Poetry Explorer- Classic Contemporary Poetry, LITTLE GOTTLIEB'S CHRISTMAS, by PHOEBE CARY

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LITTLE GOTTLIEB'S CHRISTMAS, by             Poet's Biography
First Line: Across the german ocean
Last Line: "he put the thought in your heart!"
Subject(s): Christmas; Nativity, The

ACROSS the German Ocean,
In a country far from our own,
Once, a poor little boy, named Gottlieb,
Lived with his mother alone.

They dwelt in the part of a village
Where the houses were poor and small,
But the home of little Gottlieb,
Was the poorest one of all.

He was not large enough to work,
And his mother could do no more
(Though she scarcely laid her knitting down)
Than keep the wolf from the door.

She had to take their threadbare clothes,
And turn, and patch, and darn;
For never any woman yet
Grew rich by knitting yarn.

And oft at night, beside her chair,
Would Gottlieb sit, and plan
The wonderful things he would do for her,
When he grew to be a man.

One night she sat and knitted,
And Gottlieb sat and dreamed,
When a happy fancy all at once
Upon his vision beamed.

'T was only a week till Christmas,
And Gottlieb knew that then
The Christ-child, who was born that day,
Sent down good gifts to men.

But he said, "He will never find us,
Our home is so mean and small.
And we, who have most need of them,
Will get no gifts at all."

When all at once, a happy light
Came into his eyes so blue,
And lighted up his face with smiles,
As he thought what he could do.

Next day when the postman's letters
Came from all over the land;
Came one for the Christ-child, written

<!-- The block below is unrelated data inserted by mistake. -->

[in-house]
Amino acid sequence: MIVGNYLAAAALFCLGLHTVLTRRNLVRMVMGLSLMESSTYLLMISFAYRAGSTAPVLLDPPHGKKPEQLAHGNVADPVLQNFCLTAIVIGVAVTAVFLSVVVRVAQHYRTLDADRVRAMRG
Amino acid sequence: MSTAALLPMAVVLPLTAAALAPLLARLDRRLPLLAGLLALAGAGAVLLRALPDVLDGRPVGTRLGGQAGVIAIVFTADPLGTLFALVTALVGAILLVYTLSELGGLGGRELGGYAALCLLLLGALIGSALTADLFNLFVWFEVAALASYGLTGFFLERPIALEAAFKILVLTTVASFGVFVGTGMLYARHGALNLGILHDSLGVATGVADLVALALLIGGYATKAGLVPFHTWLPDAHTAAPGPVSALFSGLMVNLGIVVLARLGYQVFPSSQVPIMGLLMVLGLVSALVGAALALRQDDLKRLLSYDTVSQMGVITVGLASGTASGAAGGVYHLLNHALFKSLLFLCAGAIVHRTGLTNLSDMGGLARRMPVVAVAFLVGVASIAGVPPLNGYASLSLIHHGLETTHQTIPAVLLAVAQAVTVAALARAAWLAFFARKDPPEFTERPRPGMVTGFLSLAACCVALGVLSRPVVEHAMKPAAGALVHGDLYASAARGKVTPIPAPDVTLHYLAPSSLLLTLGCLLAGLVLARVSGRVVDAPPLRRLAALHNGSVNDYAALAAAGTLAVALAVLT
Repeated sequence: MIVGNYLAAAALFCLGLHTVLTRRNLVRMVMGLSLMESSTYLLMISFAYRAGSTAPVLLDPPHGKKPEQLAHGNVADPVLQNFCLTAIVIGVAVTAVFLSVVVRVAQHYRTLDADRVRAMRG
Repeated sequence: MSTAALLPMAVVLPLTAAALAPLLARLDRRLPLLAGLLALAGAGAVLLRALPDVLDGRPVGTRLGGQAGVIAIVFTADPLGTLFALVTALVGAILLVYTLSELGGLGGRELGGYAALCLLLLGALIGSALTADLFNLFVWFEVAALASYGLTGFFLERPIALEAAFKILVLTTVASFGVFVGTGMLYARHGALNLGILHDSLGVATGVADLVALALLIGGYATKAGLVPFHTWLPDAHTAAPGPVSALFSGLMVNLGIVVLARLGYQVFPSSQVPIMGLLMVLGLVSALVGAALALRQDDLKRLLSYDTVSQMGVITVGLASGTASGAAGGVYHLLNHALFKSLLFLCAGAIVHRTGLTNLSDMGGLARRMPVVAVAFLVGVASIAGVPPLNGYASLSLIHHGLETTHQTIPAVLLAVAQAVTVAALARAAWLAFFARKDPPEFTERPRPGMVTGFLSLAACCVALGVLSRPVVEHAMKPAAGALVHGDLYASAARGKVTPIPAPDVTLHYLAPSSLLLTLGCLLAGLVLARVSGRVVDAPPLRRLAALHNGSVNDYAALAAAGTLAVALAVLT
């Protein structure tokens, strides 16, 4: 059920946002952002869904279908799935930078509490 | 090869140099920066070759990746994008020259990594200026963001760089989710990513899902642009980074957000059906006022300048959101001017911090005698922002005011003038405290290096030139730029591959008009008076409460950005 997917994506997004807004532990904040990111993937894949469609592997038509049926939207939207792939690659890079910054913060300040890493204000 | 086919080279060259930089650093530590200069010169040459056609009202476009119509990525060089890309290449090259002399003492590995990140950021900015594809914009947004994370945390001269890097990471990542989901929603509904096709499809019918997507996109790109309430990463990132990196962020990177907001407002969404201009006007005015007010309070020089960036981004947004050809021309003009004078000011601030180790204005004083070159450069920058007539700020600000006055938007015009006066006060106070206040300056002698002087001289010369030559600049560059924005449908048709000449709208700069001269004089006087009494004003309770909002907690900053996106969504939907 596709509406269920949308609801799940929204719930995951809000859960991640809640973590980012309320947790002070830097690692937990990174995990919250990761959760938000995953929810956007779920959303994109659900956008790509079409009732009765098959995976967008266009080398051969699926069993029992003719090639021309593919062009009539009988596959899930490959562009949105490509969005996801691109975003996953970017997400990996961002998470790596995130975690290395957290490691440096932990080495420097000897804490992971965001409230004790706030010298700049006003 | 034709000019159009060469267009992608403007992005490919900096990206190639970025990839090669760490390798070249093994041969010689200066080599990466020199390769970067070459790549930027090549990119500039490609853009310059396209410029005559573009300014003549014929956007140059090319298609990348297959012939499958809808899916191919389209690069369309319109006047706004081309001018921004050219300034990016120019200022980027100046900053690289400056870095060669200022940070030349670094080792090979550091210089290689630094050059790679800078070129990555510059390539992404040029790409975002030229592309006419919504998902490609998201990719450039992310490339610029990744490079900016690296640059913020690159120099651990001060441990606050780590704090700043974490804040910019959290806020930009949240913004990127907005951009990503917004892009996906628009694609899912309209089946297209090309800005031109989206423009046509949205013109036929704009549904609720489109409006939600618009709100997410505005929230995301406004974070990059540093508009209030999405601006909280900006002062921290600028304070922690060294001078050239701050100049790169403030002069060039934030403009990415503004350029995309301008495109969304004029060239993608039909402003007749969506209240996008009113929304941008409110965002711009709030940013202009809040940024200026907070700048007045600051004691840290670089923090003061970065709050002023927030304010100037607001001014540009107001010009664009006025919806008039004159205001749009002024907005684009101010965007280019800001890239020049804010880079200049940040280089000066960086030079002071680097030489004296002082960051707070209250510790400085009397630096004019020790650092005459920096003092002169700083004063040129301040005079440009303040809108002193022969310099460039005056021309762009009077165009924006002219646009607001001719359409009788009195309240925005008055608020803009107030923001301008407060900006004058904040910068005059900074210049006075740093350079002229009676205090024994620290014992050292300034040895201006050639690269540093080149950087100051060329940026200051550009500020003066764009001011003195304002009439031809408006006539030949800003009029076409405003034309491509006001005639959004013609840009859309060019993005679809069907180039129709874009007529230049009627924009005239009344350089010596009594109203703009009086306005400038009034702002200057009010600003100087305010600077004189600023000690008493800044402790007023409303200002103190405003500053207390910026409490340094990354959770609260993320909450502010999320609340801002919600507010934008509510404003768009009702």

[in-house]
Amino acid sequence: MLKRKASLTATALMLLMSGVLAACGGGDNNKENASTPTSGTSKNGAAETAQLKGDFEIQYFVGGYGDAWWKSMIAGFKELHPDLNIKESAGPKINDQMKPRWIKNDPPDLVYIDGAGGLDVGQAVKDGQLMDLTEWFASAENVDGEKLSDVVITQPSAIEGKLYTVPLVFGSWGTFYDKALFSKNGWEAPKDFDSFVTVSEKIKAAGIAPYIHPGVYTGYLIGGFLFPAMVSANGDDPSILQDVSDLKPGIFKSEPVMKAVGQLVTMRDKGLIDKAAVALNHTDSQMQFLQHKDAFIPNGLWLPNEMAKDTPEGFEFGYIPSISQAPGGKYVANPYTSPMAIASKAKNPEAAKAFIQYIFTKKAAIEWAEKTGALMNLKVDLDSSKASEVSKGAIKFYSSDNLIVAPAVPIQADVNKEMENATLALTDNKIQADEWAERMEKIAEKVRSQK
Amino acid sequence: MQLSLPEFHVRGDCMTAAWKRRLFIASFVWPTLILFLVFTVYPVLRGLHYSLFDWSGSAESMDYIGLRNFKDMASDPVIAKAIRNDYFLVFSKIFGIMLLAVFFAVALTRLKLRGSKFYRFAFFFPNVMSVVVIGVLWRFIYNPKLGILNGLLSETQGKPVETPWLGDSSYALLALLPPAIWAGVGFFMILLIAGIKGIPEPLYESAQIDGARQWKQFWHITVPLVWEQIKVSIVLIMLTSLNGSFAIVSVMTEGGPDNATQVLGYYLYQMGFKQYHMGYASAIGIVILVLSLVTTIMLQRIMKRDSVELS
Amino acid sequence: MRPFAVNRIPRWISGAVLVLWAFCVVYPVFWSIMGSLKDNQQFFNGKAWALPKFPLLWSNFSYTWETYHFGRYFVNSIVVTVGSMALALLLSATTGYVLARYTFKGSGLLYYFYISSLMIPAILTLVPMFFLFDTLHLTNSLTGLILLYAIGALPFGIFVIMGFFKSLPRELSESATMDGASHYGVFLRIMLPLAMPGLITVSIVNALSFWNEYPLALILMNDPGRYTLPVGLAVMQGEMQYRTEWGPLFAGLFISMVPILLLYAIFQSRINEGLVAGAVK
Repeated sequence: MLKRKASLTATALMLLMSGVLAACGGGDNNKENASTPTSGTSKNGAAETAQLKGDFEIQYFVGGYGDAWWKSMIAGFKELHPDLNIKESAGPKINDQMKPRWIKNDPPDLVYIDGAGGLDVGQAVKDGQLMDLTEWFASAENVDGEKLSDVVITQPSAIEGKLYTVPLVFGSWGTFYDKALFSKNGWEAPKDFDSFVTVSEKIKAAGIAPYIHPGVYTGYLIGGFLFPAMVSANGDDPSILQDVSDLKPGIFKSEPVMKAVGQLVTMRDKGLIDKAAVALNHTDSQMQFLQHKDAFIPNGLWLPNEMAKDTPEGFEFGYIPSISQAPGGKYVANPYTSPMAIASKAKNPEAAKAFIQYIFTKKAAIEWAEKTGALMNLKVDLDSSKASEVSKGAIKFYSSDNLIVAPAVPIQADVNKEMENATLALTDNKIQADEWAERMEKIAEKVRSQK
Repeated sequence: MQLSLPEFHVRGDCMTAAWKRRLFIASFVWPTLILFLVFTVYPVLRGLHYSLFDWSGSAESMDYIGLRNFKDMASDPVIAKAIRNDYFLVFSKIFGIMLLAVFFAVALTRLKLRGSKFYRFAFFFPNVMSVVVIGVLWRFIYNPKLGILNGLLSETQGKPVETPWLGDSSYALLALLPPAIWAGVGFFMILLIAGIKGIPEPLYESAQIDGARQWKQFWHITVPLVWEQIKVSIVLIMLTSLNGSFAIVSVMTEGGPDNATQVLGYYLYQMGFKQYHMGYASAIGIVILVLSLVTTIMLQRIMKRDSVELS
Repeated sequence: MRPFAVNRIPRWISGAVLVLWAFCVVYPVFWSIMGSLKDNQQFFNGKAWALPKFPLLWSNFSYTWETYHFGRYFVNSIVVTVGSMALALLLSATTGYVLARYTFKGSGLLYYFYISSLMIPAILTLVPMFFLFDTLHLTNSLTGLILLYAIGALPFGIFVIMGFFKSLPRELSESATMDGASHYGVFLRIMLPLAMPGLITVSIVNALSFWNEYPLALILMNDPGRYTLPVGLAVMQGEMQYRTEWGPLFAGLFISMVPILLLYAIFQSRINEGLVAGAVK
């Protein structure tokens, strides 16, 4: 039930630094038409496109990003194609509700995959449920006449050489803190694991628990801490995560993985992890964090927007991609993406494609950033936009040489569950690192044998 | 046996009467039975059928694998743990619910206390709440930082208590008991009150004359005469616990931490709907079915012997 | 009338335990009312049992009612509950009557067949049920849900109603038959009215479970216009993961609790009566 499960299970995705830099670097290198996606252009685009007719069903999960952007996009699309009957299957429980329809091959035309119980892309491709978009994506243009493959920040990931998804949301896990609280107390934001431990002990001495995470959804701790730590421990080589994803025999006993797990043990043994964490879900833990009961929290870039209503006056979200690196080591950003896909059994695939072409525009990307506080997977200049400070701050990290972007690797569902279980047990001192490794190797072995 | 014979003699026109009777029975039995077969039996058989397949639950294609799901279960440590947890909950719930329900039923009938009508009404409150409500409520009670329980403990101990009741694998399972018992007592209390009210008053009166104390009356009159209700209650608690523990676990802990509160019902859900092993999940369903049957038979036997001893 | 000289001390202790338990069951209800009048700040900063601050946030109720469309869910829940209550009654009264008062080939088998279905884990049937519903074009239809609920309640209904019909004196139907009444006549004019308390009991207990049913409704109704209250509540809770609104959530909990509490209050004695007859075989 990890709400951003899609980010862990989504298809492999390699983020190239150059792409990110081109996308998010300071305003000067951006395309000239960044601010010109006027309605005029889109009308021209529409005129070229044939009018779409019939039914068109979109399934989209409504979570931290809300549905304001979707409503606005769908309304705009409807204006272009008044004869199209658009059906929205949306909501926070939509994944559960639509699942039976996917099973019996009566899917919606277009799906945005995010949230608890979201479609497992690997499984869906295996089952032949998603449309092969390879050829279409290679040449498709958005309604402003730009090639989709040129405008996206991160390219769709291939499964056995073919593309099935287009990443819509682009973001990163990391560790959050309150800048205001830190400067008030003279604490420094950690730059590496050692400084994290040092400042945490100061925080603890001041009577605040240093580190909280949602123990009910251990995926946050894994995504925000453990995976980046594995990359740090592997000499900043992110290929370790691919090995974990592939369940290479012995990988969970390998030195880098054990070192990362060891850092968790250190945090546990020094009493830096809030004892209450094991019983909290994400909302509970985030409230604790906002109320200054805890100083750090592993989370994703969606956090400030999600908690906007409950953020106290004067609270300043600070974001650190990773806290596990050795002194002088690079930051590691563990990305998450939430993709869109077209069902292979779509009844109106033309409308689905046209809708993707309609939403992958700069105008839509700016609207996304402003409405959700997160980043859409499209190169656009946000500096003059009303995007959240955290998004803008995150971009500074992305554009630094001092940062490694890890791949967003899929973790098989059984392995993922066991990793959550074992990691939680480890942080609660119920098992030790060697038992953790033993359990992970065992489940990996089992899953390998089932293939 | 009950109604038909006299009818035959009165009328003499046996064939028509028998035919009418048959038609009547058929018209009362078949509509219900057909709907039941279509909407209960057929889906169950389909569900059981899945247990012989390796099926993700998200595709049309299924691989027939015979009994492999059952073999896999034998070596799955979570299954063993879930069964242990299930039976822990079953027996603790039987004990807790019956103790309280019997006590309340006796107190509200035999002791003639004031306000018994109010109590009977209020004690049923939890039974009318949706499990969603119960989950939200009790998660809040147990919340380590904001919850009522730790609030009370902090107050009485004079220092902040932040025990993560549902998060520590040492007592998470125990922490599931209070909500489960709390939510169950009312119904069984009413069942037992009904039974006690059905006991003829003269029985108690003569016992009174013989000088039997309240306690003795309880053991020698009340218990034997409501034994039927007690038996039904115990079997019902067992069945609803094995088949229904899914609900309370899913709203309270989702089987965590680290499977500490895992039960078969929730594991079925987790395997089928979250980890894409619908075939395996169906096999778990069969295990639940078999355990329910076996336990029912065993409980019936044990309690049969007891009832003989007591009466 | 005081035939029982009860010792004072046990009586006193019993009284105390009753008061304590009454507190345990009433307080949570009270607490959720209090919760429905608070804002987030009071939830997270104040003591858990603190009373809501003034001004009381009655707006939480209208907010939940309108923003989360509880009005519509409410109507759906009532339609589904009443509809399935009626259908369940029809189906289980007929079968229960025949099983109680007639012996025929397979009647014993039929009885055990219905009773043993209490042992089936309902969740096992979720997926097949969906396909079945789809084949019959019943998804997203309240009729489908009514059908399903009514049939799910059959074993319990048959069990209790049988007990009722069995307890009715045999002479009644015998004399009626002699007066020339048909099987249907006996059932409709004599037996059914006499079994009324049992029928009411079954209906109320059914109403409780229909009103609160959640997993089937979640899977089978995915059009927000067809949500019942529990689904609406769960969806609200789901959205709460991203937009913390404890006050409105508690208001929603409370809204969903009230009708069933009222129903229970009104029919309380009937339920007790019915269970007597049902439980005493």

In a child's poor trembling hand.

You may think he was sorely puzzled
What in the world to do;
So he went to the Burgomaster,
As the wisest man he knew.

And when they opened the letter,
They stood almost dismayed
That such a little child should dare
To ask the Lord for aid.

Then the Burgomaster stammered,
And scarce knew what to speak,
And hastily he brushed aside
A drop, like a tear, from his cheek.

Then up he spoke right gruffly,
And turned himself about:
This must be a very foolish boy,
And a small one, too, no doubt."

But when six rosy children
That night about him pressed,
Poor, trusting little Gottlieb
Stood near him, with the rest.

And he heard his simple, touching prayer,
Through all their noisy play;
Though he tried his very best to put
The thought of him away.

A wise and learned man was he,
Men called him good and just;
But his wisdom seemed like foolishness,
By that weak child's simple trust.

Now when the morn of Christmas came
And the long, long week was done,
Poor Gottlieb, who scarce could sleep,
Rose up before the sun,

And hastened to his mother,
But he scarce might speak for fear,
When he saw her wondering look, and saw
The Burgomaster near.

He was n't afraid of the Holy Babe,
Nor his mother, meek and mild;
But he felt as if so great a man
Had never been a child.

Amazed the poor child looked, to find
The hearth was piled with wood,
And the table, never full before,
Was heaped with dainty food.

Then half to hide from himself the truth
The Burgomaster said,
While the mother blessed him on her knees,
And Gottlieb shook for dread:

"Nay, give no thanks, my good dame,
To such as me for aid,
Be grateful to your little son,
And the Lord to whom he prayed!"

Then turning round to Gottlieb,
"Your written prayer, you see,
Come not to whom it was addressed,
It only came to me!

"'T was but a foolish thing you did,
As you must understand;
For though the gifts are yours, you know,
You have them from my hand."

Then Gottlieb answered fearlessly,
Where he humbly stood apart,
"But the Christ-child sent them all the same,
He put the thought in your heart!"

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